Around Vatican City & Prati
For most visitors, this is a rather dull area in which to be based. It’s well removed from the ancient sites, and not a great restaurant neighborhood. But if the main purpose of your visit centers on the Vatican, you’ll be fine here, and you will be joined by thousands of other pilgrims, nuns, and priests.
Ancient Rome, Monti & Celio
There aren’t many hotel rooms on Earth with a view of a 2,000-year-old amphitheater, so there’s a definite “only in Rome” feeling to lodging on the edge of the ancient city. The negative side to residing in this area—and it’s a big minus—is that the streets adjacent to those ancient monuments have little life outside tourism. There’s a lot more going on in Monti, Rome’s oldest “suburb” (only 5 min. from the Forum). It is especially lively after dark (so expect noisy streets until late). Celio has even more of a neighborhood vibe, and a local, gentrified life quite separate from tourism.
If you are after a little more space than an affordable hotel room usually provides, Residenza Leonina ★, Piazza degli Zingari 4, (tel)
The Centro Storico & Pantheon
Travelers who want to immerse themselves in the atmosphere of Rome’s lively Renaissance heart will prefer staying in this area over the more commercial Tridente district or quieter Vatican. You’ll be looking at a lot of walking, but that’s the reason many visitors come here in the first place—to wander and discover the glory that was and is Rome. You’re also within walking distance of the Vatican and the ruins of Ancient Rome. Many restaurants and cafes are within an easy walk of all the hotels located here.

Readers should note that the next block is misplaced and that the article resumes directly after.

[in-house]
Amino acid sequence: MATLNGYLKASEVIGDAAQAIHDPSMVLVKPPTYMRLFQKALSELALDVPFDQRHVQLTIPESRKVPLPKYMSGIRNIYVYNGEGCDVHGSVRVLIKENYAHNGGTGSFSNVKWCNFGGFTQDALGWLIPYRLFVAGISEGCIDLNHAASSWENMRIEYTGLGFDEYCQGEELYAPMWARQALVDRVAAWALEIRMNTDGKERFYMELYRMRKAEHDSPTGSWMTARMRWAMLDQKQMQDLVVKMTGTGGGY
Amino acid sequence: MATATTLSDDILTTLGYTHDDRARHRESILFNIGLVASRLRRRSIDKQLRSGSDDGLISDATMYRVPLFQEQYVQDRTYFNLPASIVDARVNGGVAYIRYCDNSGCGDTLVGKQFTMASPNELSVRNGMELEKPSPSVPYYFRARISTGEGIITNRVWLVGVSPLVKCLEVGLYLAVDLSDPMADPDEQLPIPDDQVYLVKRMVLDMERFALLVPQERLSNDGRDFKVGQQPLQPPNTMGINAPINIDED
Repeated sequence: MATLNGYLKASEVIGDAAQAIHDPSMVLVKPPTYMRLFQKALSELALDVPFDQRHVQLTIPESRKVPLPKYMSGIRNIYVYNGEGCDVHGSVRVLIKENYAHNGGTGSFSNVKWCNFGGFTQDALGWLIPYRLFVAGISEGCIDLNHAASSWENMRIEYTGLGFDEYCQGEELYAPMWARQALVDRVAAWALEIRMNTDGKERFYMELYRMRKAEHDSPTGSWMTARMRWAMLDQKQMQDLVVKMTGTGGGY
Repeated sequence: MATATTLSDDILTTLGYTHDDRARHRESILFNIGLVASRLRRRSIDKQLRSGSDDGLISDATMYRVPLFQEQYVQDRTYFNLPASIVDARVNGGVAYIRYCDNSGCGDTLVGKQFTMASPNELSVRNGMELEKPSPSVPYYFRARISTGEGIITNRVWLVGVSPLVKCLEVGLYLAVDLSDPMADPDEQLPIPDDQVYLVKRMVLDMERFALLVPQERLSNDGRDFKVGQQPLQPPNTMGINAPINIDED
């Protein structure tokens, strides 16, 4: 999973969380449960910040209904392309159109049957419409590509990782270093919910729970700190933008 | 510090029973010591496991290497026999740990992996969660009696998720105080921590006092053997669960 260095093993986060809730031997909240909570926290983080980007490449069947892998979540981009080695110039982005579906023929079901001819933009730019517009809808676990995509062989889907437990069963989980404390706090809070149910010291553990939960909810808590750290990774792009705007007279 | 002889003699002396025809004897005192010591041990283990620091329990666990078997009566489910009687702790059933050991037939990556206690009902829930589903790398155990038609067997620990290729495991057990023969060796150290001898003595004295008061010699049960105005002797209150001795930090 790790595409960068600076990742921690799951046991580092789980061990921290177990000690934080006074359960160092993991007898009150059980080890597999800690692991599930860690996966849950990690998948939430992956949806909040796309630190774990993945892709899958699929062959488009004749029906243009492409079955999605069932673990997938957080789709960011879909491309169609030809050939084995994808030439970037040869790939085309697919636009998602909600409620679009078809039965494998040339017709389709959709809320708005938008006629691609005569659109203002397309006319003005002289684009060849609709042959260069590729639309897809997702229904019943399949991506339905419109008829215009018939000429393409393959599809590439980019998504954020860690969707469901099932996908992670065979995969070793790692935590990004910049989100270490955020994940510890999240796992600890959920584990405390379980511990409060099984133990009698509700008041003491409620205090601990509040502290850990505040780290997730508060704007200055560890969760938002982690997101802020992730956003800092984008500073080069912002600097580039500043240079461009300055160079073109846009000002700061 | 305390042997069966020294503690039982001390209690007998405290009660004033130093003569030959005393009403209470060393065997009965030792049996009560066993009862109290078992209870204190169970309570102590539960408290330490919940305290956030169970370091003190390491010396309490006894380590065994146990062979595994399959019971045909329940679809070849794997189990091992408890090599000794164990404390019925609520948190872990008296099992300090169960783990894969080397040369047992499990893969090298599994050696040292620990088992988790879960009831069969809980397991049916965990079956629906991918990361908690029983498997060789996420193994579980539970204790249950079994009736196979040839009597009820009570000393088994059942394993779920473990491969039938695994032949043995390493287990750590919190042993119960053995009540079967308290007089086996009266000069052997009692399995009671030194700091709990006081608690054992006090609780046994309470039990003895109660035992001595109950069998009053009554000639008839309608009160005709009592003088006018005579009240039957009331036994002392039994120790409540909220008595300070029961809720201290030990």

Tridente & the Spanish Steps
The heart of the city is a great place to stay if you’re a serious shopper or enjoy the romantic, somewhat nostalgic locales of the Spanish Steps and Trevi Fountain. But expect to part with a lot of extra euros for the privilege. This is one of the most elegant areas in Rome.
Via Veneto & Piazza Barberini
If you stay in this area, you definitely won’t be on the wrong side of the tracks. Unlike the streets around the rail station, this is a beautiful and upscale commercial neighborhood, near some of Rome’s best shopping.
Known for its concentration of cheap hotels, the Termini area is about the only part of the center where you can bag a high-season double for under 100€. The streets around Termini station are not the most picturesque, and parts of the neighborhood are downright seedy. But it’s very convenient for transportation and access to most of Rome’s top sights: Termini is the only spot where Rome’s two Metro lines intersect, and buses and trams leave from the concourse outside to every part of the city.
There are some upscale hotels around here, but if you have the dollars to spend on a truly luxe hotel, choose a prettier neighborhood.
This was once an “undiscovered” neighborhood—but no longer. Being based over here does give some degree of escape from the busy (and pricey) centro storico, however. And there are bars, shops, and restaurants galore among Trastevere’s narrow, cobblestone lanes. The panorama from the Gianicolo is also walkable from pretty much everywhere in Trastevere.
Note: This information was accurate when it was published, but can change without notice. Please be sure to confirm all rates and details directly with the companies in question before planning your trip.